Table 6.Distribution of Turnover by Currency(In percent of total turnover)
Local CurrencyU.S. DollarsDeutsche MarkOthers
198619891992198619891992198619891992198619891992Total1
United Kingdom2313124968976292734445366200
United States2878589343344798267200
Japan72901028200
Singapore4817724299590200
Switzerland46733447200
Hong Kong1514939021327164200
France4752594841200
Australia5541878715204352200
Canada68666599999613132226200
Sources: Bank of Canada; Bank of England; Bank of Japan; Banque de France; Federal Reserve Bank of New York; Monetary Affairs Branch, Hong Kong; Monetary Authority of Singapore; Reserve Bank of Australia; and Swiss National Bank.

Individual currency proportions sum to 200 percent because both sides of a transaction are included.

Data for 1986 and 1989 refer to proportions of gross turnover.

Sources: Bank of Canada; Bank of England; Bank of Japan; Banque de France; Federal Reserve Bank of New York; Monetary Affairs Branch, Hong Kong; Monetary Authority of Singapore; Reserve Bank of Australia; and Swiss National Bank.

Individual currency proportions sum to 200 percent because both sides of a transaction are included.

Data for 1986 and 1989 refer to proportions of gross turnover.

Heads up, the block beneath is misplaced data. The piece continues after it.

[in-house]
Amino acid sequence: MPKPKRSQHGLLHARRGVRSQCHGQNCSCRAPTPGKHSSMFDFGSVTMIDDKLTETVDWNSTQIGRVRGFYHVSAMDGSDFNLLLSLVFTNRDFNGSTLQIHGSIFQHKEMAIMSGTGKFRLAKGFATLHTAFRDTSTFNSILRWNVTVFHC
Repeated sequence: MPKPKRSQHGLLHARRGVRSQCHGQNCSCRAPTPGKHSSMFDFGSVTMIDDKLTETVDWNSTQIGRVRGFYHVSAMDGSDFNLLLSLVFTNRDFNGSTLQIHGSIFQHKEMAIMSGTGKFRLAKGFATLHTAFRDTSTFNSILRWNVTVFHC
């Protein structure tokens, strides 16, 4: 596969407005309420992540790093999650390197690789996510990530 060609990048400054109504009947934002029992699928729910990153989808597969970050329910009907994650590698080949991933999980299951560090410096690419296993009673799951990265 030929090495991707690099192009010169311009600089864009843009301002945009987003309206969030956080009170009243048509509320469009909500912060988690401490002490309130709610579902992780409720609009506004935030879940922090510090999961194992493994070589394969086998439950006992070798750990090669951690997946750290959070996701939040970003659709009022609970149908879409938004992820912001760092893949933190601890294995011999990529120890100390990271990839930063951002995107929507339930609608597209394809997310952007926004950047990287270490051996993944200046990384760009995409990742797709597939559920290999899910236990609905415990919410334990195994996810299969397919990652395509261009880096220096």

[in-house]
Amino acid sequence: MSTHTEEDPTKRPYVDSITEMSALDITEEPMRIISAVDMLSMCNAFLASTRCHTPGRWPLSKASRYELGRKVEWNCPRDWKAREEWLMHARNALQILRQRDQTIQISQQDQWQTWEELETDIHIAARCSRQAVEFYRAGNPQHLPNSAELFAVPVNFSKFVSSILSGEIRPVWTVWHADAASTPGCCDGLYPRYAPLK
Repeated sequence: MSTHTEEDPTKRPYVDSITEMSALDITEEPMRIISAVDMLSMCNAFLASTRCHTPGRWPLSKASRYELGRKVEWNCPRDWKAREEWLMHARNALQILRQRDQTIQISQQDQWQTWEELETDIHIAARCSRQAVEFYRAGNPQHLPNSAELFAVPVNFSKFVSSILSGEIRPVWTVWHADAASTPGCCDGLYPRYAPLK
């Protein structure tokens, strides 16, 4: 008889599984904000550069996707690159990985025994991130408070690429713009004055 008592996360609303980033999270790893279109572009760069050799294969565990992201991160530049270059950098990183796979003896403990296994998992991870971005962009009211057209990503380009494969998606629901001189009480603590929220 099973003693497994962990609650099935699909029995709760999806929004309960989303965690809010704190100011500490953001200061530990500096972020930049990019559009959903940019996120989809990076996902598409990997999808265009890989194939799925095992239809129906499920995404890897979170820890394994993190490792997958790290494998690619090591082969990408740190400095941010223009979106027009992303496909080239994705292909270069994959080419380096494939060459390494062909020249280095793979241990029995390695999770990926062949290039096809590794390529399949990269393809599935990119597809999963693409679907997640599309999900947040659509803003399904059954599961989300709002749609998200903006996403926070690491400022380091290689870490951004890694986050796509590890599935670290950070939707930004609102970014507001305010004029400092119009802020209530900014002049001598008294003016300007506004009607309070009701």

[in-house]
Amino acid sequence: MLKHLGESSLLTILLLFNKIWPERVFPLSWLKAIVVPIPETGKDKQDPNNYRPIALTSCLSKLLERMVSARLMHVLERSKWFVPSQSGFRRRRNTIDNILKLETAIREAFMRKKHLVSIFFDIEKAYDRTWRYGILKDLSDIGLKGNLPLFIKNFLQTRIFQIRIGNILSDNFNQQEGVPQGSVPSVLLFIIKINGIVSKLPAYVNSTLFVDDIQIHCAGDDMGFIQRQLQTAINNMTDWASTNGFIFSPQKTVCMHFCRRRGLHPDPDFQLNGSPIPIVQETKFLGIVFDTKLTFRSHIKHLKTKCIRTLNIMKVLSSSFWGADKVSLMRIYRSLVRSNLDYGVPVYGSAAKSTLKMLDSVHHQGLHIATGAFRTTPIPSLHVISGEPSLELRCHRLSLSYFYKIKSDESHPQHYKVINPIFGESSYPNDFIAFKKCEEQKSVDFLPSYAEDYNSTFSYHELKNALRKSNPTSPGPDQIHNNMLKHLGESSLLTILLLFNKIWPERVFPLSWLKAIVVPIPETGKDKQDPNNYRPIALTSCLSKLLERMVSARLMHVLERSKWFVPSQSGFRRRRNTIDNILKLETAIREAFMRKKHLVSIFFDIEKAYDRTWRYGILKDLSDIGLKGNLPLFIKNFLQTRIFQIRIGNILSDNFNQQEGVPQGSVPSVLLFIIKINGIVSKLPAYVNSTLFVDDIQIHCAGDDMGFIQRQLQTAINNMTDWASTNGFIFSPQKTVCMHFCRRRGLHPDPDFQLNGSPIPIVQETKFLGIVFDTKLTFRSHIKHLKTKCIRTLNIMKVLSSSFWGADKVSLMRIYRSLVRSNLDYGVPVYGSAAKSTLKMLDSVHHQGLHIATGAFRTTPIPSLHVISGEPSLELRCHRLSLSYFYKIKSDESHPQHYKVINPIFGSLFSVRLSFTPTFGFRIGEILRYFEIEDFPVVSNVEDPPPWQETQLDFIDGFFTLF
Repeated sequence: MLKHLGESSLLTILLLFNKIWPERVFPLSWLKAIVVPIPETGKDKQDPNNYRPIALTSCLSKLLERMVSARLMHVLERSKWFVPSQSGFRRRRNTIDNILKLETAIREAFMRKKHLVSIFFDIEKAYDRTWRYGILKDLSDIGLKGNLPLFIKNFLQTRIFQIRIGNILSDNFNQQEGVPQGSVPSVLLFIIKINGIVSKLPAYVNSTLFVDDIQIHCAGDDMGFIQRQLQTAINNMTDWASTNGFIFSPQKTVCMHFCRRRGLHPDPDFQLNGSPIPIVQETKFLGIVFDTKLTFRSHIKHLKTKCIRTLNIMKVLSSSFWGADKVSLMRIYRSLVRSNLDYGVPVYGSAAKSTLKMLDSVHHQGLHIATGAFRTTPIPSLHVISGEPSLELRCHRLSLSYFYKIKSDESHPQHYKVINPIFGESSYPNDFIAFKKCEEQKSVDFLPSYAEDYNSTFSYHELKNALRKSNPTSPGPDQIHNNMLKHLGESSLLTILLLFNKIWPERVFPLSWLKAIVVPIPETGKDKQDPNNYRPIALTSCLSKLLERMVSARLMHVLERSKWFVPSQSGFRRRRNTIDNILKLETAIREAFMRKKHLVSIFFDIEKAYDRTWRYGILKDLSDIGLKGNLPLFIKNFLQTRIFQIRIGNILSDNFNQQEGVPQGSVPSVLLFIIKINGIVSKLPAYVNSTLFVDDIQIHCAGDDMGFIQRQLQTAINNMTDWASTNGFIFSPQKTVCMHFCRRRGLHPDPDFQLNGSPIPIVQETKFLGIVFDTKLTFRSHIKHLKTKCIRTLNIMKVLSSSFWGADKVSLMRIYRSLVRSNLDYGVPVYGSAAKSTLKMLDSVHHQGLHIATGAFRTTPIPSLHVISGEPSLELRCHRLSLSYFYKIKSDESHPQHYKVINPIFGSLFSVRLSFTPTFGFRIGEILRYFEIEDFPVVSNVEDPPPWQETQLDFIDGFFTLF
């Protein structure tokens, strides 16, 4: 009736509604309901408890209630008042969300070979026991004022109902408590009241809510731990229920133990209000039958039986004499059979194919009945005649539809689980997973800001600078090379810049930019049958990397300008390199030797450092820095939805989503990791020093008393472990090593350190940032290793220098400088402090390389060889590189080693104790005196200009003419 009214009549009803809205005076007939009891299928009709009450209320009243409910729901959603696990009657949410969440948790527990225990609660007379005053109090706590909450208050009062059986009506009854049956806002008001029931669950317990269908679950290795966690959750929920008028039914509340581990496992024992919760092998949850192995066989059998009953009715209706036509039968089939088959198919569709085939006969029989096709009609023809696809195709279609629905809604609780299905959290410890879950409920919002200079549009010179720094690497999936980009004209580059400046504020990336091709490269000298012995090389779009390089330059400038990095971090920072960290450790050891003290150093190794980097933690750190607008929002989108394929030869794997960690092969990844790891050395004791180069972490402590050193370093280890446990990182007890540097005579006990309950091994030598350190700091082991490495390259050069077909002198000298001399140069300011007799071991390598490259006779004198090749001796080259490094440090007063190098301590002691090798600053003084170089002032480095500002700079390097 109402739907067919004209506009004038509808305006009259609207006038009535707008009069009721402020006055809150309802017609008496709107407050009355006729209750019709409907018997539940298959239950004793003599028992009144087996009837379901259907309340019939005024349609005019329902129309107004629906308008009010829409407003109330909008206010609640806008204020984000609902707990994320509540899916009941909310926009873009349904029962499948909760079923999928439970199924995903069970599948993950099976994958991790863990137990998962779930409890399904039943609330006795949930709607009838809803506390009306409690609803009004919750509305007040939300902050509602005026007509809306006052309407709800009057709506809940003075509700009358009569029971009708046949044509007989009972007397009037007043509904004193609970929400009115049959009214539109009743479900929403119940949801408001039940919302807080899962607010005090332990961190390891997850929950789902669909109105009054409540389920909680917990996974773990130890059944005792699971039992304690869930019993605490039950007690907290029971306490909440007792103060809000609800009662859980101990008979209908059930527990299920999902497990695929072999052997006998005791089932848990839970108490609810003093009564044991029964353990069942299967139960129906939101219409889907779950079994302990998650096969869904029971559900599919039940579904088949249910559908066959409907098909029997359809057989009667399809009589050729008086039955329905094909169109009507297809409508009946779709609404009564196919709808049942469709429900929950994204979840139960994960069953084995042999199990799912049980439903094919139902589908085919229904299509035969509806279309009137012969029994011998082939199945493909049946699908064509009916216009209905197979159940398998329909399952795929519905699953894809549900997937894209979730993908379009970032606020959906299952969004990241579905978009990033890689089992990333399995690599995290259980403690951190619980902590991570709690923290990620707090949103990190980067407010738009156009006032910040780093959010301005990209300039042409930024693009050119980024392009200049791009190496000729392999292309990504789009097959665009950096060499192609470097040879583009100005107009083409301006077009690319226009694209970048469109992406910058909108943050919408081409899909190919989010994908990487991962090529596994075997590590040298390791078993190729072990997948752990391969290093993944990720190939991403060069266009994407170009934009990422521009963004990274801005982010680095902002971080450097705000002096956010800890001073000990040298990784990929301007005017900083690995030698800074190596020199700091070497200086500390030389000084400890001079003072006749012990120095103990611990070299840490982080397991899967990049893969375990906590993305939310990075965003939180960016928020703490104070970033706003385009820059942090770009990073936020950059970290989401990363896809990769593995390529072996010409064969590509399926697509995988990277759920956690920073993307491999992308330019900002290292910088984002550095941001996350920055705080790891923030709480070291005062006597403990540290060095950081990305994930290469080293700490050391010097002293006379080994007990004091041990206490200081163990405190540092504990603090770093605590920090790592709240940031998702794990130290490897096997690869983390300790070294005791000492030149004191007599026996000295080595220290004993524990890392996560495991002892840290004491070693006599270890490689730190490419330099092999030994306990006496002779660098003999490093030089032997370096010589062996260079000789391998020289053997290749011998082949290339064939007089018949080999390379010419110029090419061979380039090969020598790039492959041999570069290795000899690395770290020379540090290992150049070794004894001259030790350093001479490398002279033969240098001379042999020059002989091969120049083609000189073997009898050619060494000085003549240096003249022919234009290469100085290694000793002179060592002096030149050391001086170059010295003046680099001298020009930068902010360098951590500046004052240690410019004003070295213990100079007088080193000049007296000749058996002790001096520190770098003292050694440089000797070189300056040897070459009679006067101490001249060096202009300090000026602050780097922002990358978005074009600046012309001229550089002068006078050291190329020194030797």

Market Participants

The foreign exchange market comprises transactions among four groups of participants: dealers, brokers, customers, and central banks. Dealers buy and sell foreign exchange on their own account and may take open positions in currencies. They are employed by banks and other financial institutions that need to have a continuing presence in the market. Brokers, as in other markets, match orders to buy and sell currencies for a fee, and do not take positions themselves. They reduce their customers’ costs of finding a counterparty by accumulating information about the prices at which traders will buy and sell particular currencies.

Customers include nonfinancial corporations, as well as some financial institutions that do not maintain a continuous presence in the market as dealers. Customers enter the market to satisfy their need for foreign exchange to import goods and services and to sell foreign currency received from exports for domestic currency. Customers may also use the forward, swaps, and derivatives markets to hedge foreign currency exposures arising out of foreign trade and investment. In addition, they may enter the market for speculative purposes. Central banks, the fourth class of participants in the market, enter the foreign exchange market both to satisfy the needs of their governments and to influence the exchange rate.

Foreign exchange transactions are organized at two levels: the wholesale (often called “interbank”) market in which dealers trade with each other and with the central banks, and the retail market, which comprises customer transactions. Brokers and dealers participate in both markets, as do some central banks. The distinction between the retail and wholesale markets has become further blurred as some of the larger customers have gained access to the wholesale market through automated trading systems and direct communication links with a large number of dealing banks and financial institutions. The essential difference between dealers and customers is that the latter generally initiate most of their trades whereas dealers also buy and sell foreign currencies in response to orders received from their clients.

Dealers